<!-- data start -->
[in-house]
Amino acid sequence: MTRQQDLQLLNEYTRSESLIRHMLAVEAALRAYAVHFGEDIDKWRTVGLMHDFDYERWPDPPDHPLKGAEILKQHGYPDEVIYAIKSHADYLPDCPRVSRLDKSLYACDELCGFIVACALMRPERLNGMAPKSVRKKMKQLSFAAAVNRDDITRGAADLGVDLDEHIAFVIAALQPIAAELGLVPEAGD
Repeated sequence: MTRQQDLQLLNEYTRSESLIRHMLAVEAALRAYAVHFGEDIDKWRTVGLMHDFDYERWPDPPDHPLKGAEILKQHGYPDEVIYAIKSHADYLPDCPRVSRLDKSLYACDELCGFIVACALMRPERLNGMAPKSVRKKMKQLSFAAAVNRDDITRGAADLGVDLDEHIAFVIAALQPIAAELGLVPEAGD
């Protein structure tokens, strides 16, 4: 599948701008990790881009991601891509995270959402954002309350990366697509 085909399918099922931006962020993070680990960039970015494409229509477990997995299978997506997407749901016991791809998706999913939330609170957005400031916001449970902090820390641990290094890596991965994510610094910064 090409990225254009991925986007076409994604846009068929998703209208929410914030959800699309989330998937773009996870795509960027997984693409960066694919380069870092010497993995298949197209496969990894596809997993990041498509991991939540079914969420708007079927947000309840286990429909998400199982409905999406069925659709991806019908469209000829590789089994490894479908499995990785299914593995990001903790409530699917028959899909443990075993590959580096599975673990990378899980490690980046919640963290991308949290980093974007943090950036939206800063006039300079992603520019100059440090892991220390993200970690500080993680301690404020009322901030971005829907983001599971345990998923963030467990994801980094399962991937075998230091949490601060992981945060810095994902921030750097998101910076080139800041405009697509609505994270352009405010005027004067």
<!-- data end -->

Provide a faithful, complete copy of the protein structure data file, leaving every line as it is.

[in-house]
Amino acid sequence: MTRQQDLQLLNEYTRSESLIRHMLAVEAALRAYAVHFGEDIDKWRTVGLMHDFDYERWPDPPDHPLKGAEILKQHGYPDEVIYAIKSHADYLPDCPRVSRLDKSLYACDELCGFIVACALMRPERLNGMAPKSVRKKMKQLSFAAAVNRDDITRGAADLGVDLDEHIAFVIAALQPIAAELGLVPEAGD
Repeated sequence: MTRQQDLQLLNEYTRSESLIRHMLAVEAALRAYAVHFGEDIDKWRTVGLMHDFDYERWPDPPDHPLKGAEILKQHGYPDEVIYAIKSHADYLPDCPRVSRLDKSLYACDELCGFIVACALMRPERLNGMAPKSVRKKMKQLSFAAAVNRDDITRGAADLGVDLDEHIAFVIAALQPIAAELGLVPEAGD
């Protein structure tokens, strides 16, 4: 599948701008990790881009991601891509995270959402954002309350990366697509 085909399918099922931006962020993070680990960039970015494409229509477990997995299978997506997407749901016991791809998706999913939330609170957005400031916001449970902090820390641990290094890596991965994510610094910064 090409990225254009991925986007076409994604846009068929998703209208929410914030959800699309989330998937773009996870795509960027997984693409960066694919380069870092010497993995298949197209496969990894596809997993990041498509991991939540079914969420708007079927947000309840286990429909998400199982409905999406069925659709991806019908469209000829590789089994490894479908499995990785299914593995990001903790409530699917028959899909443990075993590959580096599975673990990378899980490690980046919640963290991308949290980093974007943090950036939206800063006039300079992603520019100059440090892991220390993200970690500080993680301690404020009322901030971005829907983001599971345990998923963030467990994801980094399962991937075998230091949490601060992981945060810095994902921030750097998101910076080139800041405009697509609505994270352009405010005027004067």